Things That Happened The Day We Went To The Big Town To Buy A New Table

On our way to the train station we pop in to see the future King and Queen of the Library.  They are listening to music and dancing around their living room but once they notice that we are watching they stop and open the door.  The future King makes hot drinks for us all and we chat about what we are going to do today.  They have library business to attend to, whilst we plan to go to the Big Town and buy ourselves a new table.  They ask how we will get there and we tell them that we will go on the train.  “Oh, you’re going to bring a table back on the train?”  “Ye-es,” I say, uncertain.

On the train we sit and watch the country go by, and when either of us sees something we want to draw the other’s attention to, we squeeze thumbs.  A little barn with a hole blasted in one side; a young family working their allotment; a copse of trees in the shape of a keyhole.  I wonder what kind of key would open such a lock.  I eat a sandwich and get some chutney on my sleeve.  We arrive in the Big Town and get off the train.  In the Big Furniture Shop we look at tables, squeezing thumbs when either of us see something we think might be worth considering.

And then there is a sudden commotion.  A man has climbed up onto a large trestle table and is threatening to jump.  We join the other distracted shoppers and crowd around the table to see what will happen next.  Shop assistants and security guards are trying to talk the man down.  He keeps shouting at them, “I’ll do it!  I’ll jump!”  He is about three feet off the ground.  The situation is tense.

The Chief of Security is a small man who looks wizardly-wise.  He pushes through the crowd and carefully approaches the table from which the man is threatening to jump.  “We’ll get this sorted, no problem,” he tells himself and the crowd of shoppers.  “And then you can all go back to buying furniture.”  He exudes an air of authoritative calm as he reaches the table and beckons the man towards him.  The man stops ranting and looking embarrassed, suddenly unsure of himself.  The two men converse in whispers – reasons, doubts, wizardly-wise secrets.  We squeeze thumbs as we watch.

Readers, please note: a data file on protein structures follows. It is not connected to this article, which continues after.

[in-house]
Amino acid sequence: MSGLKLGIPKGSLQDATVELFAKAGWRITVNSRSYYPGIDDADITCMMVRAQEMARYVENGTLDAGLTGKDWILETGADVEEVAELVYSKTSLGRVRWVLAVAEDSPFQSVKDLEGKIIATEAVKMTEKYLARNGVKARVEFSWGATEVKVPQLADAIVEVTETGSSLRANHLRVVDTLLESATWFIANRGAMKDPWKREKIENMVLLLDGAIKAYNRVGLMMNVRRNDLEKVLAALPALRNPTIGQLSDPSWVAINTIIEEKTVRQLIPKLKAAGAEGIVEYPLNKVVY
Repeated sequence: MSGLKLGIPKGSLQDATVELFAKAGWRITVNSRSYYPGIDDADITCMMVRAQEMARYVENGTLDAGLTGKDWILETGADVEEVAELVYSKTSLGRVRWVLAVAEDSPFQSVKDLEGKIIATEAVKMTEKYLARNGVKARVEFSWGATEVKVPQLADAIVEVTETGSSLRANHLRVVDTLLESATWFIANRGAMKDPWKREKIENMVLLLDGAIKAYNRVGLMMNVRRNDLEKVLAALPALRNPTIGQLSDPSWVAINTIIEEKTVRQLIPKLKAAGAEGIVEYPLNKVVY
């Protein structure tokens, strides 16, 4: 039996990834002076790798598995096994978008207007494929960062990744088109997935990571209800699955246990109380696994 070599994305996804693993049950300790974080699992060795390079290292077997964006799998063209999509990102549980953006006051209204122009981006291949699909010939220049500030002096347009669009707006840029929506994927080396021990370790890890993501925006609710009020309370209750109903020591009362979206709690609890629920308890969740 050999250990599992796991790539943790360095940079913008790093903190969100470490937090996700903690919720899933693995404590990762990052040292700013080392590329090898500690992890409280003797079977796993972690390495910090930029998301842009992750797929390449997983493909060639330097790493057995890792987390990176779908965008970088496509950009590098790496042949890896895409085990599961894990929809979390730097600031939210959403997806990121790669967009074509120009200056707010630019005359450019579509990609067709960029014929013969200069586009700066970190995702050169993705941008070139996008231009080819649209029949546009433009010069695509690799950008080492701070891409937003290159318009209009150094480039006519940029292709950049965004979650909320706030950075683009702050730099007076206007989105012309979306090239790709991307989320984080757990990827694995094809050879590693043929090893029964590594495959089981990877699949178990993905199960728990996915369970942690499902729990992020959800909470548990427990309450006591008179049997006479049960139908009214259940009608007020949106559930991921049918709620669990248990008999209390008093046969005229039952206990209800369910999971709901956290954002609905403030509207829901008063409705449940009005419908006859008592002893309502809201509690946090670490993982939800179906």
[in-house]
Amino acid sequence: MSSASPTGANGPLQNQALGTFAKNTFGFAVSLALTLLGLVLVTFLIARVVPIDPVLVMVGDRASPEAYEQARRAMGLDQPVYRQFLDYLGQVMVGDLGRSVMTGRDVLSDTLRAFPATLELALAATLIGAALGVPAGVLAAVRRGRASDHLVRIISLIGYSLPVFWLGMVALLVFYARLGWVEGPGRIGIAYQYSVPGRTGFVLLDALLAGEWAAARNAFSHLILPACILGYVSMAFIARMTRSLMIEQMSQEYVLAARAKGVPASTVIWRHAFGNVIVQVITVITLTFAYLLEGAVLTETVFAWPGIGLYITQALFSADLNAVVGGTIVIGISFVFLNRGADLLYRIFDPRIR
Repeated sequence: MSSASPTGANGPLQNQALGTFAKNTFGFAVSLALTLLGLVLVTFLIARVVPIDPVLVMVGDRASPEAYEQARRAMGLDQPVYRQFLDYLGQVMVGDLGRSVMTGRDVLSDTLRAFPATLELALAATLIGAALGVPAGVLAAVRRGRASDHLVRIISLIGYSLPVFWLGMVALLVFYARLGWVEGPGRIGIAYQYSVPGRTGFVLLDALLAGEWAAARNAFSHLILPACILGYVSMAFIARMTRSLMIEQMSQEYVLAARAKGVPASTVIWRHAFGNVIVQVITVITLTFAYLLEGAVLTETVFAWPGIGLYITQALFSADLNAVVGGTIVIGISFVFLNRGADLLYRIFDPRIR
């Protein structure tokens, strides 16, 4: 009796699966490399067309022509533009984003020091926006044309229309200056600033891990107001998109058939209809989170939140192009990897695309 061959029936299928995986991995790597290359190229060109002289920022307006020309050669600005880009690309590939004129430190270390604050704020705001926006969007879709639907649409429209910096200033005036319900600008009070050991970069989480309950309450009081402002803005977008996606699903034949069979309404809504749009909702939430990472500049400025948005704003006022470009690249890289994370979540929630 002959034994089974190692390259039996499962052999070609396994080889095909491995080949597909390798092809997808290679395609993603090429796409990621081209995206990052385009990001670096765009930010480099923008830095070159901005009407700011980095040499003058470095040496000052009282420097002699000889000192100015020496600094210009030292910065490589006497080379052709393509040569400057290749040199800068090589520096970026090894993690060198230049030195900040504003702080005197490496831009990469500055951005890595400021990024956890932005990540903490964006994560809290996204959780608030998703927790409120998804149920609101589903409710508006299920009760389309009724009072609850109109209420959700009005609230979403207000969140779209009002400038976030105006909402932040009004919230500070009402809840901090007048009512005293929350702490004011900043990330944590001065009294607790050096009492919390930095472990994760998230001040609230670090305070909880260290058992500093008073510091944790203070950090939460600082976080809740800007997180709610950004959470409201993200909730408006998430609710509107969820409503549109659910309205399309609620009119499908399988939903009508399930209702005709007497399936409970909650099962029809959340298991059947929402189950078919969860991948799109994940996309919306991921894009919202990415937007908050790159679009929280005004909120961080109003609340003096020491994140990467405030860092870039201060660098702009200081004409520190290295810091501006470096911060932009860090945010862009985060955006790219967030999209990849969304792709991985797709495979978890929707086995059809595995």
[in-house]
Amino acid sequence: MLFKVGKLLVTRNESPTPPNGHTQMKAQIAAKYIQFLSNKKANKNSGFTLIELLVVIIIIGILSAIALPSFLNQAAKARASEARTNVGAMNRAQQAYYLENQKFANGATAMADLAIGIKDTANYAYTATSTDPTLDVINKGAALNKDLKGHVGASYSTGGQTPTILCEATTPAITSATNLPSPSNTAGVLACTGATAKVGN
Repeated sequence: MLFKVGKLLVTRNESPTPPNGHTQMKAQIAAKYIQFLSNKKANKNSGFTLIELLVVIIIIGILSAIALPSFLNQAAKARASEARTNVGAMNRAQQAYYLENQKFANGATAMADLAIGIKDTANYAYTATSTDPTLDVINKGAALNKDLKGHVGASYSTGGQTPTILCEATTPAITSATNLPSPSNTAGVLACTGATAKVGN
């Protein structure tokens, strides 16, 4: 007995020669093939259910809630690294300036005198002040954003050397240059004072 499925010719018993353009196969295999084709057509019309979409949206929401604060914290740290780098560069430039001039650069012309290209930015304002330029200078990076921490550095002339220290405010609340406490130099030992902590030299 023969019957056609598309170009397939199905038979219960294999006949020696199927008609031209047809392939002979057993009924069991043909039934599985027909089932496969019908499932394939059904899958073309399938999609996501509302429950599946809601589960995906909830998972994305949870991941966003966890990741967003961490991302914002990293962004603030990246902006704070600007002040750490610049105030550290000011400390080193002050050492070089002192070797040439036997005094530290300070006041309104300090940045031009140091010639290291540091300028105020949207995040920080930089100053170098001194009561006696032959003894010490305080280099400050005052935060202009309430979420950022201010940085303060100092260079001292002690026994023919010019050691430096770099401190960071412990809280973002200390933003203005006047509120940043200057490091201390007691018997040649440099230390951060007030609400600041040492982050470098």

The Chief of Security breaks the conference and turns to the crowd.  “Now, this man is going to climb down from this table.  Please let him remove himself quietly from the situation.  Do not stand and watch as he climbs down.  Let him climb down and get on with becoming an old, old man.”  Instead of watching the man climb down from the table, the crowd follows the Chief of Security as he walks away.  They applaud and whistle and shout his name.

After all that commotion we start looking at tables again.  Not much thumb-squeezing is going on.  Soon we decide that we should go home and look for a new table another day – it would have been a struggle to get it home anyway.  We sit opposite each other on the train, a table between us, and we squeeze thumbs at the sight of more interesting things.  An old bridge covered in old graffiti; golden crops swaying in the breeze; an ancient stone table standing on the crest of a hill.

On our way home from the train station we pop in to see the future King and Queen of the Library.  The future Queen makes us hot drinks and we sit around their table and talk about how our days went.  They tell us that things did not go well at the Library – things will be better when they are in charge.  They ask whether we managed to find a table we liked.  “No,” I say, “there were no tables we liked.”  We do not elaborate and they do not ask any more questions.

It is getting dark so we thank the future King and Queen for their hospitality and make our way back to our table-less home to sit and squeeze thumbs, and to get on with becoming old.

Time Of The Season